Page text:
14. Thanks guys. So to replace the pin in the underslide (with a correct pin, not mine), that would just be a filing-off process as on the heel plate, with less concern about filing the metal around the hole. Right? (Now I need figure out where that pin really came from.)
  15. Only slightly off topic... What about silver pins in the underslide? I noticed this pin lying inside my violin case, and looking at each of the bows in the case, I see that the WH Hammig is missing a pin (see photo). Is this pin the right length for that hole? lI'm inclined to just dab a bit of glue on it and stick back in. But since this is a nice bow, maybe it should be brazed or something to make the seam perfect? There is a second pin infront of the eyelet that is all but invisible. Thanks.
  16. I wonder, are those bridges from the Schreinzer and Shrine of Music collections covered in the book by MNetter Violinbridges, discussed here: Here's the website for the book itself: https://gerardkilbride.com/Products/violinbridges-hardback-book/
  17. https://ingleshayday.com/notable-sales-instrument/cello-by-girolamo-amati-ii-in-cremona-on-1690/ Is that the cello, David? Hard to see any signs that it was cut down in those photos, although I guess that length is suspiciously modern. Might the folks a Ingles & Hayday know?
  18. Richf

    Violin bow id

    Get one of those under-$10 black light flashlights on ebay. Real whalebone fluoresces under the UV, plastic does not. (You can find all kinds of blemishes on your violin with one, too.) It can be hard to distinguish the real from the plastic, even in person sometimes. Of course there is a more invasive technique suggested to me once, which I don't recommend -- stick a red hot pin into it. The plastic will melt, the real whalebone won't. All that aside, I concur with Brad's comment about not expecting to find whalebone on a near-new Chinese bow.
  19. Quick observations on the two cellos you're looking at. On the first one, looking at the side cracks extending from the bass-side corners, the corners seems to be unblocked. That's quite a lot of money for a German cello made like that, although it looks in good shape otherwise. The second cello....hard to find something nice to say about it, even though may sound great. There are poorly-repaired top cracks extending along the line of the bass bar, and one poorly-repaired crack move seriously close to the sound post. IMHO you could take a zero off that price and still never get your money back on that one. Sorry to be so negative.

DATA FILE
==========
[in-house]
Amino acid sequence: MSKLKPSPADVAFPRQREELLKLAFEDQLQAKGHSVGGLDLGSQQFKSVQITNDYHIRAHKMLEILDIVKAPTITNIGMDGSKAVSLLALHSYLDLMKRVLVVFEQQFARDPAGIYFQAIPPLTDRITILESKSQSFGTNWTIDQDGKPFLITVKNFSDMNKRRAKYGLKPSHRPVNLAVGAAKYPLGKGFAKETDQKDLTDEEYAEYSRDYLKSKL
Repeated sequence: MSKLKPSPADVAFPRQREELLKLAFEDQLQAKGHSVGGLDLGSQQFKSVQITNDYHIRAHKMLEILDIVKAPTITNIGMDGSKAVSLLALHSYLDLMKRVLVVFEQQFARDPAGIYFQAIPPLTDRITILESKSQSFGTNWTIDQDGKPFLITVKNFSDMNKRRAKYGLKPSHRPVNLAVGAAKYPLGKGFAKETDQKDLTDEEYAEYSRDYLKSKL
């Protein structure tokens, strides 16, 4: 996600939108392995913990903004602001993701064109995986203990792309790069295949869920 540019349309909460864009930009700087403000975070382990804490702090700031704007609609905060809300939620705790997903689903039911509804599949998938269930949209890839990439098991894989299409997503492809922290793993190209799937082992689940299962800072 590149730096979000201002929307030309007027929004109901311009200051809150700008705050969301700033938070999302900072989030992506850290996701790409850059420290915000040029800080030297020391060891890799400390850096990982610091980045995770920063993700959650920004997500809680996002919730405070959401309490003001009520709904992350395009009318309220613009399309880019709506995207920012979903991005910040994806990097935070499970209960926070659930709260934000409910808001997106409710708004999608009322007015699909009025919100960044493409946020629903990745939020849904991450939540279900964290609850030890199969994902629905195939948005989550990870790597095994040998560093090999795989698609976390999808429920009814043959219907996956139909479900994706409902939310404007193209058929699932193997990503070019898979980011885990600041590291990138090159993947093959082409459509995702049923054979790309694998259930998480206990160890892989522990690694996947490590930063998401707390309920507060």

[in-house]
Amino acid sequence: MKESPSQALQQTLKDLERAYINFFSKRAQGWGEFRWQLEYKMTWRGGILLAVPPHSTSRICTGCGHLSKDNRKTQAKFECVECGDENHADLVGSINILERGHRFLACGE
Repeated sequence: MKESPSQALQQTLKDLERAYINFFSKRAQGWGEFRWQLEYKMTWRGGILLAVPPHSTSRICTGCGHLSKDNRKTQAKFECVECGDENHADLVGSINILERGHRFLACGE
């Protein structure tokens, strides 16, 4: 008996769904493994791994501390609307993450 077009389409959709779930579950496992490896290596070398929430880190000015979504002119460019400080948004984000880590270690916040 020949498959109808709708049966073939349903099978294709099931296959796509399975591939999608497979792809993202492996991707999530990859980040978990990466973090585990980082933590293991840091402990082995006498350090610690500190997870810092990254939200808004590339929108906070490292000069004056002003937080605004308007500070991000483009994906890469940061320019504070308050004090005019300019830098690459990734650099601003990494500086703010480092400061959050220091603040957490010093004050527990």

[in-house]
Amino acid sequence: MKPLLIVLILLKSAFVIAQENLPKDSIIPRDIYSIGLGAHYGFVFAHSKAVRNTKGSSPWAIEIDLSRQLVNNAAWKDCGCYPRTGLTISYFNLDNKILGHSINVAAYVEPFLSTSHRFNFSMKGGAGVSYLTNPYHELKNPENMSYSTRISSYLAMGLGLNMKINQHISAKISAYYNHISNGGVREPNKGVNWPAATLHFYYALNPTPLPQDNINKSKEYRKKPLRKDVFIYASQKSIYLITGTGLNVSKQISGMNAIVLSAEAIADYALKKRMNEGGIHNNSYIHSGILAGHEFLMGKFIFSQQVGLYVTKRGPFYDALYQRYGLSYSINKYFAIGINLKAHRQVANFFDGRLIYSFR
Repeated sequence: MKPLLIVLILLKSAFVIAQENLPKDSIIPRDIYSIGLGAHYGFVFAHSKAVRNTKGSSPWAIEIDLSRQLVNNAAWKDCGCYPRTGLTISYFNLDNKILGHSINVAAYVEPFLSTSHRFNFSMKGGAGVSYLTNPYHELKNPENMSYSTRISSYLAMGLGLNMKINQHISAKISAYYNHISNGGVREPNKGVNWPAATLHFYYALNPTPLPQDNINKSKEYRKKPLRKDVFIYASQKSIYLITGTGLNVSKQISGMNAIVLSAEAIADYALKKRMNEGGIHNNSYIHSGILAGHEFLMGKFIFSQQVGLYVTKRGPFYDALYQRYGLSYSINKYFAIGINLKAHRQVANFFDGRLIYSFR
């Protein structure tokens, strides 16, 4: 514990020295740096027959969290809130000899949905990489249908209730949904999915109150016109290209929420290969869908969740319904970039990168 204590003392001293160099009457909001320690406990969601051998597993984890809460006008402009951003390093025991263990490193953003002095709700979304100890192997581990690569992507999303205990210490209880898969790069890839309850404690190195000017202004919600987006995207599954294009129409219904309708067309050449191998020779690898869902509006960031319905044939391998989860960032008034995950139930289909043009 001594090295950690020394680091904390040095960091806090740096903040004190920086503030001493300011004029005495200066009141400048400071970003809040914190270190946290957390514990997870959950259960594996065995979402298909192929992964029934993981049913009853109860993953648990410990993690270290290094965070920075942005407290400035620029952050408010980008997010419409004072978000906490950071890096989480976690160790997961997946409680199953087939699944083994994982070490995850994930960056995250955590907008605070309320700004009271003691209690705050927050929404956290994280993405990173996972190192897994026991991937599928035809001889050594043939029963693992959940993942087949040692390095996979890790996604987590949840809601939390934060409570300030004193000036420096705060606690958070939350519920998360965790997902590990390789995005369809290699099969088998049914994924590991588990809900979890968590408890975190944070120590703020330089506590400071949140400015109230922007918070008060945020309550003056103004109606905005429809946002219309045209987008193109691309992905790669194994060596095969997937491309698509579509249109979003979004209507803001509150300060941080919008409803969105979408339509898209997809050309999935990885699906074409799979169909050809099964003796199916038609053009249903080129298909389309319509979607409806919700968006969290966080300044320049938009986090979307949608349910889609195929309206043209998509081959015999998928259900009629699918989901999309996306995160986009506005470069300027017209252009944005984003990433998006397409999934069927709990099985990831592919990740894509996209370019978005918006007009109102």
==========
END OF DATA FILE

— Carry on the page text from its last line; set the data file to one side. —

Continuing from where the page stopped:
20. Richf

    Violin ID #6

    Quick check in Wikipedia: Norway would have left Denmark to become part of Sweden in 1814. The capital Chistiana reverted to Oslo in 1924.
  21. Brad, these bows have been sold as "French" by Southwest Strings: https://www.swstrings.com/product/bows/viola/GP-VOB20. But I see that a German shop associates them with GEWA: https://www.musik-schiller.de/en/8899-violabogen . I think GEWA is still a German company, so I give up. Given the price listed there (999Euros for a viola bow), they ain't cheap. A related question I would ask is, when did the U.S. stop requiring the country of manufacture to be stamped on bows sold here? Richard
  22. Hmmm. I'm pretty sure we had a live for-real Thomas Wenberg (aka Thomas Wilde) participating in a conversation here just a couple years ago: